Israel's debt-to-GDP ratio - the most important index for measuring a country's fiscal and financial soundness - fell to 66.1% in 2013 from 67.1% in 2012, the Ministry of Finance announced today.
Public debt, including by municipalities, fell by one percentage point to 67.4%. This debt was 82% in 2006 and over 100% in 2002. In absolute terms, the debt was NIS 696 billion, a 4% increase, mainly because of a NIS 35 billion increase in net debt (the raising of new debt, after deducting repayments).
The Ministry of Finance says that the continuing drop in the debt-to-GDP ratio was due to nominal growth, which was faster than the increase in the debt, low inflation (which reduces Consumer Price Index (CPI) linked debt), and the strengthening of the shekel against the dollar (which reduced foreign currency debt).
Israel's position continued to improve in international comparisons. The debt-to-GDP ratio among developed countries was 108.5%, 41 percentage points higher than Israel's ratio. The difference is partly due to Israel's progress, but mainly because of the deterioration in the debt of some European countries in the wake of the 2008 global financial crisis. Israel's ratio is much lower than in Europe, where it averages 95%, and less than the US ratio of 106% in 2013, according to the Accountant General's Office.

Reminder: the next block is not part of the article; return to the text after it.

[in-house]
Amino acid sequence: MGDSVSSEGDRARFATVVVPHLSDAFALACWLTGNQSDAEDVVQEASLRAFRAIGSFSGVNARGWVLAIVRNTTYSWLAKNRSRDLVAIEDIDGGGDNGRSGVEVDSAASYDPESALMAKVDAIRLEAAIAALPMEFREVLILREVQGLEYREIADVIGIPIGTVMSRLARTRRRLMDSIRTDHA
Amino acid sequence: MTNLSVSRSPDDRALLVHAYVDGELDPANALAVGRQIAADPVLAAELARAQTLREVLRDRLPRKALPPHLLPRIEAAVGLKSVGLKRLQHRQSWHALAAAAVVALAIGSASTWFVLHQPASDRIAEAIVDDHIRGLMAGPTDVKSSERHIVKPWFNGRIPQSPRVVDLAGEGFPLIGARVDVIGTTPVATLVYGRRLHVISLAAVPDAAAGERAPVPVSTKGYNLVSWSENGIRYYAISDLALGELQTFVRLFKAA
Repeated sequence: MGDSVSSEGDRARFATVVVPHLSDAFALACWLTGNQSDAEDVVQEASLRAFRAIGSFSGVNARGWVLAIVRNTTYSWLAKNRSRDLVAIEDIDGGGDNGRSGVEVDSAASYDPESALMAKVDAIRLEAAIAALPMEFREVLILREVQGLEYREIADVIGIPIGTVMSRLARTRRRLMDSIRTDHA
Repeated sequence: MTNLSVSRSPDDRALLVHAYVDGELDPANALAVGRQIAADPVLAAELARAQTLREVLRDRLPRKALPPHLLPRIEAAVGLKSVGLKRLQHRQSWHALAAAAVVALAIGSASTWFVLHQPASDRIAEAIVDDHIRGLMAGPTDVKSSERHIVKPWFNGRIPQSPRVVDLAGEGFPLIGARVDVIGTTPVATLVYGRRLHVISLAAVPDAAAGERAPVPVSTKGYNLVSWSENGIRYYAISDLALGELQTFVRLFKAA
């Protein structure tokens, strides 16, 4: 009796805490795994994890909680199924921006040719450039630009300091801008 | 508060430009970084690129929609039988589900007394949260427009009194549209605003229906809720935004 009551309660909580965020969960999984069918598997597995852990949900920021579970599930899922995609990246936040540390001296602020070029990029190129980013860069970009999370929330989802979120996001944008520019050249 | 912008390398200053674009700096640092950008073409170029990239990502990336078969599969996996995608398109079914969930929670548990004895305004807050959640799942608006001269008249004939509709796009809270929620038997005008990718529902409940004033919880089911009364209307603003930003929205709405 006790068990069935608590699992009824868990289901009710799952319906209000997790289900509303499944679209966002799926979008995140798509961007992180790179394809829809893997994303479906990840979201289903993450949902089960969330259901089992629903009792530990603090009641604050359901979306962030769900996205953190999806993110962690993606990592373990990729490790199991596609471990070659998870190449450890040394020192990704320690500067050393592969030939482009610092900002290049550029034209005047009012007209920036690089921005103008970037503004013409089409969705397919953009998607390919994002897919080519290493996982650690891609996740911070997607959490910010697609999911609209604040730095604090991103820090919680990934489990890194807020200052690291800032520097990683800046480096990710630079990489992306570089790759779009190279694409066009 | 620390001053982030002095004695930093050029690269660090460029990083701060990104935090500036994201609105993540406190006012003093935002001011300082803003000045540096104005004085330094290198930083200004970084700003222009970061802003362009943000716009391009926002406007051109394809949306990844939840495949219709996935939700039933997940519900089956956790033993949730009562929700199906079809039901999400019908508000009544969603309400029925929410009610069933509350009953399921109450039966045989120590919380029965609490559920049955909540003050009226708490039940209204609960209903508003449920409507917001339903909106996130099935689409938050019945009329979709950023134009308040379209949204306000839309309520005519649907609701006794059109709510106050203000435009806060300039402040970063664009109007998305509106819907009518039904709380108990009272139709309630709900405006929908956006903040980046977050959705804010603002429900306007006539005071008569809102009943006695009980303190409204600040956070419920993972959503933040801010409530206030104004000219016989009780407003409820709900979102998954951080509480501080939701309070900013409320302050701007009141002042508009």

Nonetheless, Israel is paying a heavy price on the debt. Interest payments on the debt totaled NIS 38.4 billion in 2013. "In absolute terms, 'interest payment' is Israel's third largest budget item, after defense, and close to the education and health budgets," said Accountant General Michal Abadi-Boiangiu. The reason is that even though interest rates in the world are very low, two-thirds of Israel's debt is old debt, on which it pays 3-6% interest.
Israel's debt amounts to 3.6% of GDP, nearly double the OECD average of 1.84%.
Looking ahead, Abadi-Boiangiu said that under the current deficit structure, debt issues would be no larger in 2015 than in 2014.
The good news follows the data on the cumulative deficit, which fell to a five-year low in April, to 2.5% of GDP. As a result, the yield on ten-year unlinked government bonds fell to an all-time low of just 3.19%.
Abadi-Boiangiu said that one of the most important challenges for the Debt Management Unit was the consequences on the jump in untradeable debt in offerings, which rose from 9% in 2011 to 25% in 2013. Untradeable debt is entirely used for designated bonds, which have a much higher yield than the market yield, reflecting a benefit. Debt Management Unit director Gil Cohen said that one of the important achievements was the extending of the bonds' average lifespan, which reduces risk and the number of times that the government must raise debt on the market.
Published by Globes [online], Israel business news - www.globes-online.com - on May 13, 2014
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